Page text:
Mr. DAVIS of Illinois. Mr. Speaker, President Franklin Delano Roosevelt once said, ``We cannot always build the future for our youth, but we can build our youth for the future.'' College access and success are fundamental stepping stones toward economic security and global competitiveness. As policymakers, it is imperative that we support students in making college affordable so that our citizens and nation can prosper.
I strongly supported the passage by the House of the bipartisan Senate agreement to prevent a doubling of the student loan interest rates. Without this action before July 1, more than seven million students would have seen their interest rates double, resulting in an approximate $1000 additional debt burden per student for this year. Indeed, failure to act would have added $6.3 billion to students' debt burden in 2012, with 1.5 million African-American students and 1 million Latino students experiencing an additional $1.5 billion and $1 billion in loan repayment costs, respectively.
Unfortunately, the agreement prevents the interest rate hike by cutting student financial aid, continuing a disturbing trend in which the Republican Leadership insists that low-income and middle-class students pay for federal student aid programs and deficit reduction. In the last two years, the Republican Leadership has insisted on multiple cuts to student aid, including: elimination of the interest subsidy for graduate student loans; elimination of the interest subsidy for the six-month grace period after finishing school; elimination of summer Pell grants; reduction in the number of semesters a student can receive Pell grants; erection of barriers to qualifying for the maximum Pell grant; and reduced eligibility for the minimum Pell grant award. These cuts require low-income and middle-class students to incur roughly $20 billion in the cost of their federal loans and resulted in 145,000 students losing their Pell grants. Rather than viewing federal support for higher education as an investment in our nation, Republicans in the House prefer to subsidize oil companies that make tens of billions of dollars in profits rather than help low-income and middle-class students afford college. I firmly believe that we must help all citizens access the American dream, not just the most privileged. We must strengthen the system of student aid, not weaken it.
In addition to interest rates, there are multiple other education policies that lawmakers must support in order to prepare our youth for the future. For example, we must increase Pell Grants, which constitute a critical avenue by which low-income students access higher education. If Pell Grants are reduced in any way, attending and completing college will be beyond the financial reach of the vast majority of low-income students. Reductions in Pell also will have a disparate negative impact on racial and ethnic minority groups given that 46% of African Americans, 39% of Hispanics, 36% of American Indians, and 22% of Asian American and Pacific Islander undergraduate students rely on Pell, with African Americans representing about one-quarter and Latino Americans representing approximately one-fifth of Pell recipients. For the 2012-2013 academic year, the maximum Pell Grant will be at a historic low, covering less than one-third of the cost of a four-year degree. This is unacceptable.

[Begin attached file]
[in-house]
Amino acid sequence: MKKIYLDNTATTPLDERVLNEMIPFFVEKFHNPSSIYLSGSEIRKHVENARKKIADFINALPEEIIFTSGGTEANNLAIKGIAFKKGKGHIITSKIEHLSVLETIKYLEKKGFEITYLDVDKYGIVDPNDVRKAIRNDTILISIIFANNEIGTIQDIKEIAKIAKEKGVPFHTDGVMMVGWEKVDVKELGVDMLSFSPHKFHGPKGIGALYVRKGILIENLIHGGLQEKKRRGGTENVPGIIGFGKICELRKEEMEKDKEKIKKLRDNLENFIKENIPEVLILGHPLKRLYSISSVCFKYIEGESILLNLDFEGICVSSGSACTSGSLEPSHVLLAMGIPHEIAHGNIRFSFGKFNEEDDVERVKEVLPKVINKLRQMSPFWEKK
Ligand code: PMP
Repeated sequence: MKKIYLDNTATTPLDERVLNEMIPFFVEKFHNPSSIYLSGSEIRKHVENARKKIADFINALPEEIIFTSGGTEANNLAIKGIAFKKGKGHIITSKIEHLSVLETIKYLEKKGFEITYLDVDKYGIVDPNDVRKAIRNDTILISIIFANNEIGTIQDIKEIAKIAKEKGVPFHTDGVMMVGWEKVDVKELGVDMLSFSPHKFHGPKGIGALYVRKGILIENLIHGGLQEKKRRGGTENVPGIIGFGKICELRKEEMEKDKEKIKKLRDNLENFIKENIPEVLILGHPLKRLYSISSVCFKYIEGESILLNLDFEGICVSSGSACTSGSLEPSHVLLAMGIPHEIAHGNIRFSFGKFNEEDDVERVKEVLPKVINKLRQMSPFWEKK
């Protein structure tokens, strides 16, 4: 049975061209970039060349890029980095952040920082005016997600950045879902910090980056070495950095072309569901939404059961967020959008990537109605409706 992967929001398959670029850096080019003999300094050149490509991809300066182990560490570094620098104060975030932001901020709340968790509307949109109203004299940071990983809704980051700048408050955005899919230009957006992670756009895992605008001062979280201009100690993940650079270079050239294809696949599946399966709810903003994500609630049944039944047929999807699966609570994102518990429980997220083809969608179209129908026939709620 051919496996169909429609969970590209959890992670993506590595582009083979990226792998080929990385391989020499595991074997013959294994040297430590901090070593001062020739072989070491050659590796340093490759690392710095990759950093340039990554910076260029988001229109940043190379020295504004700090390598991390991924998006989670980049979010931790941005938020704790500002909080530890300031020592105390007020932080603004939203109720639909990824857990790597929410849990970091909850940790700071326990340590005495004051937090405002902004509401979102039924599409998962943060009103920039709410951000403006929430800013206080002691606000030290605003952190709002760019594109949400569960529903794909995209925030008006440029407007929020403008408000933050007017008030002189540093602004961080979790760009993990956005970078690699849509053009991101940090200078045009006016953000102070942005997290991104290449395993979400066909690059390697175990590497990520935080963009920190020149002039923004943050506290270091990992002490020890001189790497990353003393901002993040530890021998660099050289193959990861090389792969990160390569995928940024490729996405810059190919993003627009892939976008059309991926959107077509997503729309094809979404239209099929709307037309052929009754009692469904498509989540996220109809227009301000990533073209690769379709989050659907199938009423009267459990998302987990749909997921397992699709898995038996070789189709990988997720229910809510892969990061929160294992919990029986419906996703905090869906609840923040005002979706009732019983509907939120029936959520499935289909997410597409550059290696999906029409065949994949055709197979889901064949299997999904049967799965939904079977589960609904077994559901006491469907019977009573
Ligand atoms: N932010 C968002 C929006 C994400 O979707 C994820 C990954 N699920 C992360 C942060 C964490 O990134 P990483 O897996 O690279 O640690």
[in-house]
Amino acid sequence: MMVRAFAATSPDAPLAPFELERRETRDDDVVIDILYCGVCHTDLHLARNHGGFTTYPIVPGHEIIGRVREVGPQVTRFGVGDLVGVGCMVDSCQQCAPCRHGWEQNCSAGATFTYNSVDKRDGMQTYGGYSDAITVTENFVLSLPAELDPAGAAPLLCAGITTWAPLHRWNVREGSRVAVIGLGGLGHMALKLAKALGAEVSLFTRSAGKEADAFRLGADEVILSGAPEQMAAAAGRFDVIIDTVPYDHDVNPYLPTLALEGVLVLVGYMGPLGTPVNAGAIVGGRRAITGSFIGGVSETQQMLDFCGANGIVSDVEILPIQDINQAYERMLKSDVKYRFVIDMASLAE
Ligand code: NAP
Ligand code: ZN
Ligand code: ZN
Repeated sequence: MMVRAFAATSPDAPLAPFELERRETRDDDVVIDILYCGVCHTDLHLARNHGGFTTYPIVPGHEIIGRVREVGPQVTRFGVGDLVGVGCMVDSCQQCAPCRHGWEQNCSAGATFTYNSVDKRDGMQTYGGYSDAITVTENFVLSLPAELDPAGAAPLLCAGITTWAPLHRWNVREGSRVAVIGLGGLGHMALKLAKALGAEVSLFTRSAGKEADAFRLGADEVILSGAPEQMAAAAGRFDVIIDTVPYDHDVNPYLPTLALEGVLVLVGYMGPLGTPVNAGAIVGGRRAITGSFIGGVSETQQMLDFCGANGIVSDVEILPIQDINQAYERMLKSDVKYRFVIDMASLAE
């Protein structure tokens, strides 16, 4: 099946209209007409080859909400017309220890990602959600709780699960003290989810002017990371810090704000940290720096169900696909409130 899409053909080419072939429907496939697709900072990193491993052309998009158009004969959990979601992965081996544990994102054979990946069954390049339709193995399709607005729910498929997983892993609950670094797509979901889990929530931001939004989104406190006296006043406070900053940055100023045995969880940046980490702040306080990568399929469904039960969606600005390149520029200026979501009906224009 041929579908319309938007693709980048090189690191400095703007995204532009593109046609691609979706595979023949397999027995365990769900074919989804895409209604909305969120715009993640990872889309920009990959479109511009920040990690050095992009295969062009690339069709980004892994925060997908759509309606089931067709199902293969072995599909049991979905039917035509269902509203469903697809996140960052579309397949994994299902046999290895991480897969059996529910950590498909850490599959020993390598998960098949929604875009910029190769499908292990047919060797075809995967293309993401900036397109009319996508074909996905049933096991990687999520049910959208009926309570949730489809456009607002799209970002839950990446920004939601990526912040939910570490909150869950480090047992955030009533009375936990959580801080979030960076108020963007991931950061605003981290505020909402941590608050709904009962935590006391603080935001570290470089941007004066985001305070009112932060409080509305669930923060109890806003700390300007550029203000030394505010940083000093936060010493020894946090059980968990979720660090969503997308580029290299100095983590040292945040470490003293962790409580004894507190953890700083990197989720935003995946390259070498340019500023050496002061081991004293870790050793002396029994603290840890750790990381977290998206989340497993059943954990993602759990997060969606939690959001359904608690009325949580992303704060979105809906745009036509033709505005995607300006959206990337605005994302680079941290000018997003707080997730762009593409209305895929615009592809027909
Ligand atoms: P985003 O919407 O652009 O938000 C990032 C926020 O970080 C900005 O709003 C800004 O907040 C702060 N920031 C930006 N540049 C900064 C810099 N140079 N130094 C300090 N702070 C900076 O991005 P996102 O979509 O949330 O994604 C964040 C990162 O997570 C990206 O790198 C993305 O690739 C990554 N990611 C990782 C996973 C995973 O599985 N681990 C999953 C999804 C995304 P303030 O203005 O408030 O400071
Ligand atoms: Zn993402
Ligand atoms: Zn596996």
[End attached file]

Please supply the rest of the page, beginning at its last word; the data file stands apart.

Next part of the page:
Further, policymakers must also maintain consumer protections on student loans, such as income-based repayment as well as re-institute bankruptcy protections for private student loans. Income-based repayment is a critical improvement to financial aid that makes higher education affordable by limiting repayment based on the income and family size of borrowers. For most borrowers, loan payments end up being less than 10 percent of their income--or nothing if the borrower experiences financial difficulty. After 25 years of qualifying payments, the remaining loan amount is eligible for forgiveness. These Democratically-championed policies promise to help borrowers handle their student loan debt in a responsible manner as they enter the workforce, have families, and purchase homes.
Consumer protections related to bankruptcy for private student loan debt are equally important, but will require Congressional action. Unfortunately, without any hearings, in 2005 Congress made private student loans by for-profit lenders extremely difficult to discharge in bankruptcy even after meeting the restrictive criteria for bankruptcy, treating private student debt in the same manner as debts for criminal penalties and back taxes. This 2005 change gave special federal protections to for-profit lenders, penalized borrowers for pursuing higher education, and provided no incentive to private lenders to lend responsibly. Private education debt is no different than other consumer debt; it involves private profit and deserves no privileged treatment. Congress must restore fairness in student lending by treating privately issued student loans in bankruptcy the same as other types of private debt This is why I introduced the Private Student Loan Bankruptcy Act, which I will continue to champion until it is law.
A strong economy requires an educated workforce, and an educated workforce comes from ensuring students and their families have what they need to prepare for, enroll in, and complete college. Given that student debt has surpassed credit card debt for the first time in history, our economy remains fragile, and the labor market demands increased skills, now is not the time to make deep and permanent cuts to critical college programs serving needy students. I urge the Republican Leadership to invest in education and support students. I will steadfastly protect federal financial assistance for higher education so that we can build our youth for the future.